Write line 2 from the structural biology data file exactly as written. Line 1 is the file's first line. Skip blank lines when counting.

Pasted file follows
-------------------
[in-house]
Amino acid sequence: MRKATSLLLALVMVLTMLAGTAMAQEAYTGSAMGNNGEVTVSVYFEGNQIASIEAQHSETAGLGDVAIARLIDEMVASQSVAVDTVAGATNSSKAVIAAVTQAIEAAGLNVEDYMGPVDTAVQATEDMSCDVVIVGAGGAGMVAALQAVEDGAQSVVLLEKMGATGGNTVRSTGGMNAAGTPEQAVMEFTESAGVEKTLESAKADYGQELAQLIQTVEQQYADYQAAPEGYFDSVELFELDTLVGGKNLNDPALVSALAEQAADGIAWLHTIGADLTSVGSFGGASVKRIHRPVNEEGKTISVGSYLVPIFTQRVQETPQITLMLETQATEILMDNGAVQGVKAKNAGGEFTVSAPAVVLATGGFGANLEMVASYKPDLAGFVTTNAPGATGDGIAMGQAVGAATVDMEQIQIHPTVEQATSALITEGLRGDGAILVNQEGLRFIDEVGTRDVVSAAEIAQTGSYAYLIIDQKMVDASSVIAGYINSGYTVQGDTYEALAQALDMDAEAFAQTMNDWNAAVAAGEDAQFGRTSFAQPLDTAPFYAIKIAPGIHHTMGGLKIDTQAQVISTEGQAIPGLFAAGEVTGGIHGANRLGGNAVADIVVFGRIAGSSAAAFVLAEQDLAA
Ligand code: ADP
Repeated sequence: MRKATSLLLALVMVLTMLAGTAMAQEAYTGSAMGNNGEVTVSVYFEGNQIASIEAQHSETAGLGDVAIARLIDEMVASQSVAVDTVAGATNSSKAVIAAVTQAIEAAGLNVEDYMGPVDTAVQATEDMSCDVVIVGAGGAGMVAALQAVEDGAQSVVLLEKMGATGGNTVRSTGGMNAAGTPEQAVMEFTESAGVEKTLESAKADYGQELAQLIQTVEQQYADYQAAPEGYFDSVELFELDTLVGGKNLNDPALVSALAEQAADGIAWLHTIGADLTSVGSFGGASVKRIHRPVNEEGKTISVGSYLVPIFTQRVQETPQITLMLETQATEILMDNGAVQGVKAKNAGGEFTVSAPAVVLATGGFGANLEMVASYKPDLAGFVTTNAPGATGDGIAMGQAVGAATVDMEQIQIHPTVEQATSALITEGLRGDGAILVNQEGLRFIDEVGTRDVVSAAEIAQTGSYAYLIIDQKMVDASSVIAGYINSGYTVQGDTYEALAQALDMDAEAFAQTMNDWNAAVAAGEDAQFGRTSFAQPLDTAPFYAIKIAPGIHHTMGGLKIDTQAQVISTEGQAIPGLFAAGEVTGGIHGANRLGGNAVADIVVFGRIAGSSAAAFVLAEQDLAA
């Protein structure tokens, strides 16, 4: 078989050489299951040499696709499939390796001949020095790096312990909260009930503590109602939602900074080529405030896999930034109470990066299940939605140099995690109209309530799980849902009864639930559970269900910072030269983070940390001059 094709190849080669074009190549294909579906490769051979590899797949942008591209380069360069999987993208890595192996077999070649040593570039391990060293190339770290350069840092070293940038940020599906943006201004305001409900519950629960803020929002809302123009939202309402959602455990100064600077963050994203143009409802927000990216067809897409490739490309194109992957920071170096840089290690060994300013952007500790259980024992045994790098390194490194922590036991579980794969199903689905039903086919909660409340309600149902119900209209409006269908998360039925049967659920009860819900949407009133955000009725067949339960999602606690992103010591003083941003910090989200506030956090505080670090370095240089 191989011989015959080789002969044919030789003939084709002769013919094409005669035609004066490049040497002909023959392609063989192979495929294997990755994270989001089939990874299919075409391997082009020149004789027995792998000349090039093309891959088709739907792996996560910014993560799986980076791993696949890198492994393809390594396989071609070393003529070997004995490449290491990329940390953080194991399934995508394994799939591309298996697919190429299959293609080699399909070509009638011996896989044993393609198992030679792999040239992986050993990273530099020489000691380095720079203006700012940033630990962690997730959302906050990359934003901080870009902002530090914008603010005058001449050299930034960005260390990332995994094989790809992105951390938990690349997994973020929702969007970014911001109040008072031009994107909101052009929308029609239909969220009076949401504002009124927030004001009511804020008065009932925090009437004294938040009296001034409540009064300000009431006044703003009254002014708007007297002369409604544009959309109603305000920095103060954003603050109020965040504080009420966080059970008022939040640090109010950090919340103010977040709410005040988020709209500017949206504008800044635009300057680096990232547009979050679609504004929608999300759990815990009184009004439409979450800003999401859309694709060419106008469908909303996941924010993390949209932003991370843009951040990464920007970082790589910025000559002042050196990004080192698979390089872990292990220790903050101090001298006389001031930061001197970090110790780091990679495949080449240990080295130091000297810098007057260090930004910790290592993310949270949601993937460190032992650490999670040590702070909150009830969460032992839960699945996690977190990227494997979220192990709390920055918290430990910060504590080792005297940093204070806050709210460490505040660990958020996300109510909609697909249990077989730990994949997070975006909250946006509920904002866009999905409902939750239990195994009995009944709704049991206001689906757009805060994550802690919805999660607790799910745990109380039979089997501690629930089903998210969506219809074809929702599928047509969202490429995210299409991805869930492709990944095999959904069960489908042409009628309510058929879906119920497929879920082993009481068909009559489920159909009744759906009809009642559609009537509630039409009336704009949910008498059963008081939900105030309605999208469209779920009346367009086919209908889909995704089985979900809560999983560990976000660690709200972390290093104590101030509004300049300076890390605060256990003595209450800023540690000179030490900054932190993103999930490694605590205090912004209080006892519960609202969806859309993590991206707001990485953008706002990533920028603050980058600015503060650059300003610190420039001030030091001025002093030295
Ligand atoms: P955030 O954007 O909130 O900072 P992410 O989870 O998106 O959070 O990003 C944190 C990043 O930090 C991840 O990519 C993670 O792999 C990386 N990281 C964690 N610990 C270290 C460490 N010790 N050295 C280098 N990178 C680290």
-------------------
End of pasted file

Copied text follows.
Amino acid sequence: MRKATSLLLALVMVLTMLAGTAMAQEAYTGSAMGNNGEVTVSVYFEGNQIASIEAQHSETAGLGDVAIARLIDEMVASQSVAVDTVAGATNSSKAVIAAVTQAIEAAGLNVEDYMGPVDTAVQATEDMSCDVVIVGAGGAGMVAALQAVEDGAQSVVLLEKMGATGGNTVRSTGGMNAAGTPEQAVMEFTESAGVEKTLESAKADYGQELAQLIQTVEQQYADYQAAPEGYFDSVELFELDTLVGGKNLNDPALVSALAEQAADGIAWLHTIGADLTSVGSFGGASVKRIHRPVNEEGKTISVGSYLVPIFTQRVQETPQITLMLETQATEILMDNGAVQGVKAKNAGGEFTVSAPAVVLATGGFGANLEMVASYKPDLAGFVTTNAPGATGDGIAMGQAVGAATVDMEQIQIHPTVEQATSALITEGLRGDGAILVNQEGLRFIDEVGTRDVVSAAEIAQTGSYAYLIIDQKMVDASSVIAGYINSGYTVQGDTYEALAQALDMDAEAFAQTMNDWNAAVAAGEDAQFGRTSFAQPLDTAPFYAIKIAPGIHHTMGGLKIDTQAQVISTEGQAIPGLFAAGEVTGGIHGANRLGGNAVADIVVFGRIAGSSAAAFVLAEQDLAA